Feel-good policy not getting us very far


The scrapping of $5 prescription fees, a big ticket item in Budget 2023, is a good distraction when it is the $2.3 billion allocated to healthcare that deserves our attention

In the words of John Taskinsoy, nothing is free in this world; when you are offered a free lunch, think twice before you accept it, as you may be asked later to do so much more to pay back.

In this case the free lunch is medicine and the price is $175 million a year. By scrapping $5 prescription fees as part of Budget 2023, the government is costing each taxpayer an extra $52 a year – bearing in mind, the maximum someone could spend on prescriptions per year was capped at $100.

Minister of Health Ayesha Verrall argues this move will make it easier and cheaper for New Zealanders to access the medicines they need, particularly those who have multiple prescriptions to fill on a regular basis.

“The $5 charge can be a barrier to some New Zealanders getting the medicines they need. More than 135,000 adults did not collect their prescription because of cost in 2021‑22.”

If the rationale behind the policy is to support those on low-incomes, National Party Leader Christopher Luxon wonders why it would cover everybody, including the wealthy.

He would see free prescriptions only targeted at people with community services cards or super gold cards for example, while those who can pay should pay.

Despite often arguing that the rich should “pay their fair share”, the Green Party disagrees with Luxon – health spokesperson Ricardo Menéndez March says there should be no barriers to anyone accessing the healthcare they need.

“Five dollars may not seem like much, but for many households it is another unavoidable added cost on top of food and rent. Often, prescription costs are a significant barrier to care, and a driver for people not accessing medicines that are critical to their wellbeing.”

But the ACT Party points out that only 3.3 per cent of prescriptions are not picked up and free prescriptions were already available at Australian pharmacy chains, which were eating the $5 cost as a loss leader.

“Altogether, paying $5 for prescriptions is not a major problem for New Zealanders, and if it was they could get them for free at an Aussie chain. Now those Aussie chains will effectively get a tax cut because they don’t need to eat the $5 as part of their strategy. Chemist Warehouse claims it has eaten $42 million over the past five years.”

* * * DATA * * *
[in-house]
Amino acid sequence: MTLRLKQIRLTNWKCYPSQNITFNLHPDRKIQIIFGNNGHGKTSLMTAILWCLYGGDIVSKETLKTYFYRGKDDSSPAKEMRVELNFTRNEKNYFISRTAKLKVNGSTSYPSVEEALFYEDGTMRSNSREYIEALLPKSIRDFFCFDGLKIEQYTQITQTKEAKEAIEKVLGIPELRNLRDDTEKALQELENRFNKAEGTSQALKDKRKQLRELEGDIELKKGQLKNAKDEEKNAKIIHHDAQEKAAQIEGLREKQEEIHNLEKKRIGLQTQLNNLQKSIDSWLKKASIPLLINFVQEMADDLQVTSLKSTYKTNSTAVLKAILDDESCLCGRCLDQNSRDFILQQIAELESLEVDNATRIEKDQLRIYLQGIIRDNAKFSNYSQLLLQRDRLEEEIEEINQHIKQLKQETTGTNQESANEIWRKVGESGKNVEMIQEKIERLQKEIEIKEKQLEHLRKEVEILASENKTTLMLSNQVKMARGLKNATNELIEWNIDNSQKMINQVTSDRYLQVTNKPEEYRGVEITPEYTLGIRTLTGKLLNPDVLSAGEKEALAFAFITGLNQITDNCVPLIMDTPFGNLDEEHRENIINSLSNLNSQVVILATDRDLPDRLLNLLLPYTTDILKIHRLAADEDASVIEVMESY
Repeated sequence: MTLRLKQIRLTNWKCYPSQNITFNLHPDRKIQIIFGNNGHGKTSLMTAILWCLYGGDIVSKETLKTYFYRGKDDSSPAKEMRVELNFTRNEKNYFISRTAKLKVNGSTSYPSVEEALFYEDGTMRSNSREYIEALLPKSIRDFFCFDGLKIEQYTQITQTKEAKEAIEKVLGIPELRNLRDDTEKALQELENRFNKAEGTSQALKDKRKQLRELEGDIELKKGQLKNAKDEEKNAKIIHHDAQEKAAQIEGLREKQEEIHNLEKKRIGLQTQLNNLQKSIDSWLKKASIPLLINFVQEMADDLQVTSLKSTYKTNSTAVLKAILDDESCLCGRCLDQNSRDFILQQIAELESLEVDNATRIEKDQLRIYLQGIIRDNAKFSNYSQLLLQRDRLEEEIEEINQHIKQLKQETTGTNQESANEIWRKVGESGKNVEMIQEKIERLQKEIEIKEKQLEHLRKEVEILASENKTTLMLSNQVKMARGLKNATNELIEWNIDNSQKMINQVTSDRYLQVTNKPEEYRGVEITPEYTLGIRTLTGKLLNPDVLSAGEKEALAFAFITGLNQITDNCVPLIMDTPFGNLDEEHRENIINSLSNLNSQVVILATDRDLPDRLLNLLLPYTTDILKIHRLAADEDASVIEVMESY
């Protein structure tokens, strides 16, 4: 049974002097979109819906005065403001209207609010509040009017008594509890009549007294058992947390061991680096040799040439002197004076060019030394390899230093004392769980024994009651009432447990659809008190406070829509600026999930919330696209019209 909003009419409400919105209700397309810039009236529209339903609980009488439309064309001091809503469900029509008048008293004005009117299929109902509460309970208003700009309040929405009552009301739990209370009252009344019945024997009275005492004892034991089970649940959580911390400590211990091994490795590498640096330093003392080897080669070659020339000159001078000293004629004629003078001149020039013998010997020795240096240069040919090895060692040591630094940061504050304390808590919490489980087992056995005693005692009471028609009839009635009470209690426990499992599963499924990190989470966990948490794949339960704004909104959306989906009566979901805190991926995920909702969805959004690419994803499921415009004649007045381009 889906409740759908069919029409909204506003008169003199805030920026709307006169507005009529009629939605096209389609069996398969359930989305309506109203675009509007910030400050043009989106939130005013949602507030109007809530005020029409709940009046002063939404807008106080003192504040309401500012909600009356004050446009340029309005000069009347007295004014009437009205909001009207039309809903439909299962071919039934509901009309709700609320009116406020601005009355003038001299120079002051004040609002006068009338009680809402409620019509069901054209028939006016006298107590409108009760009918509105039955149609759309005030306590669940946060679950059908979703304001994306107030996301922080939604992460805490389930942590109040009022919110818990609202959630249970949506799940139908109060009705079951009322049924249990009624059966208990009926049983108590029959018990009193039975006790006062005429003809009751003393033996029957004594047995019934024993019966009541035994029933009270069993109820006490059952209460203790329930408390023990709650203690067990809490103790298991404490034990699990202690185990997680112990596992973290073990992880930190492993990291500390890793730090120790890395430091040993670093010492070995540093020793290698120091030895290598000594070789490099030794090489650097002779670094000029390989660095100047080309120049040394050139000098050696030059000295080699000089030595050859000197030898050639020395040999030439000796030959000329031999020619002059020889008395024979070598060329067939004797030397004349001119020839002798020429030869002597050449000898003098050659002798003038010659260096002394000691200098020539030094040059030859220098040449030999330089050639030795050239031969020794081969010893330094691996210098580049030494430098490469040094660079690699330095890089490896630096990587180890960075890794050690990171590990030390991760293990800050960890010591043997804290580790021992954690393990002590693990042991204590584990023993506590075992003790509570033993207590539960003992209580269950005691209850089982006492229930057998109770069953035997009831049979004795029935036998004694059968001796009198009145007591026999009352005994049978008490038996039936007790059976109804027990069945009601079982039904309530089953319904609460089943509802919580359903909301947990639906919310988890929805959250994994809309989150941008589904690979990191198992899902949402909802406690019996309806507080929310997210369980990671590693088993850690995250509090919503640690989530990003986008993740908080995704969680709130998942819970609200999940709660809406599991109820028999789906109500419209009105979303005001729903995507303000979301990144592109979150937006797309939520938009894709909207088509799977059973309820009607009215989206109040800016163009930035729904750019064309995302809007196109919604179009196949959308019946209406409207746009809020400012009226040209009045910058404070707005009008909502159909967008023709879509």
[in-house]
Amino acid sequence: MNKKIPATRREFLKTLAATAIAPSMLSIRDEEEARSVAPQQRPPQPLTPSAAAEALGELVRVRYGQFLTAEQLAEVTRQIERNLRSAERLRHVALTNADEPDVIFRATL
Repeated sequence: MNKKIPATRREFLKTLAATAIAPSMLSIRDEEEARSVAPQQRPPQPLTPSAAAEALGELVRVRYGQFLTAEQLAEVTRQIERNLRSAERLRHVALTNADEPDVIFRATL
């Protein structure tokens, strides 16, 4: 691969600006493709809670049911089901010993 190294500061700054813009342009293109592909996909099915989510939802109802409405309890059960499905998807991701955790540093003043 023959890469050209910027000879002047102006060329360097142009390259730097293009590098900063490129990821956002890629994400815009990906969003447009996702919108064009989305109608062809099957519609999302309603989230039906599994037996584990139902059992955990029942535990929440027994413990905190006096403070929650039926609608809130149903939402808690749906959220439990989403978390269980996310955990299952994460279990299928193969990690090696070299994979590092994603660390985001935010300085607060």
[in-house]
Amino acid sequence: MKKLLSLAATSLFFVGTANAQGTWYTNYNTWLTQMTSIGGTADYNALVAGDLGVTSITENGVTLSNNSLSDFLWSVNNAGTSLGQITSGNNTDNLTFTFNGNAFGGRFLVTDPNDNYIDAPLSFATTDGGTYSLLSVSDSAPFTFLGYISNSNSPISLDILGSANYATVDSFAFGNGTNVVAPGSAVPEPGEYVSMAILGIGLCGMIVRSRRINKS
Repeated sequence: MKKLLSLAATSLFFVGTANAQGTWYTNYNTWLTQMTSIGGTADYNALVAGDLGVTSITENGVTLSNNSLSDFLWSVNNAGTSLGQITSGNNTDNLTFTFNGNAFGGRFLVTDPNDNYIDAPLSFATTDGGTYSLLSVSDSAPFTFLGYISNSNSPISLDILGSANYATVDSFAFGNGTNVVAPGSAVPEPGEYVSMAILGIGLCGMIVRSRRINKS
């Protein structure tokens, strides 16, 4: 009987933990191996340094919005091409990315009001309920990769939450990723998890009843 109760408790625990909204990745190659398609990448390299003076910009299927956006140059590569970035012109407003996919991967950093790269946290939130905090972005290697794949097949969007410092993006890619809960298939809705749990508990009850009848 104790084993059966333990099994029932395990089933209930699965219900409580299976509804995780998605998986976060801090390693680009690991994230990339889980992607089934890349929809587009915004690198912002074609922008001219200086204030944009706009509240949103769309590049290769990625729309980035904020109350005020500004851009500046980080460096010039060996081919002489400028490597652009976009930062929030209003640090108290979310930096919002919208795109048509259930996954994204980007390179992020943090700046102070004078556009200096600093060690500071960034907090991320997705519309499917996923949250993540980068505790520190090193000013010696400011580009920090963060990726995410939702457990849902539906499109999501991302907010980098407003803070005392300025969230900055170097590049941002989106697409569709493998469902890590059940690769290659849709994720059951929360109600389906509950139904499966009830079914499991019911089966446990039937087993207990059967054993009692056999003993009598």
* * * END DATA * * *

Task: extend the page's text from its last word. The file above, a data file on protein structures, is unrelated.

Making prescriptions free is another example of well-intentioned spending that would have been put to better use elsewhere, ACT says.

“That money could have been used to increase funding for family doctors. We suspect more people miss out on medicine because they don’t get a diagnosis and prescription in the first place, than not affording the $5.

“It could have been used to increase the Pharmac budget so more pharmaceuticals could be funded. You can now get free prescriptions in New Zealand, but the range of medicines actually available is among the worst in the developed world.

“Labour and National are pouring more money into the same model without asking, how could this be more efficient?”

That brings us to the Government’s $2.3 billion investment into healthcare over the next two years, which Centre for Health Systems and Technology Director Robin Gauld says is significant, but inadequate.

“This new funding should account for some of the inflationary pressures but it’s unlikely to be adequate. Too many people are missing out on treatment and there is a significant level of unmet need in the community for secondary healthcare and other health services,” he says.

“There has been no measurement of this in any systematic way and we really don’t know how many people suffering in the community are in need of an elective procedure and have been denied access or are being treated by their GP instead.

“The budget includes $1 billion allocated to health sector staffing and wages. This is very important but it is coming very late in the day. Funding for 500 new nurses has also been provided. This will take time to deliver on.”

Gauld is however supportive of scrapping the $5 prescription fees and says a bold government would also have allocated funds to scrap patient charges to see a GP as well.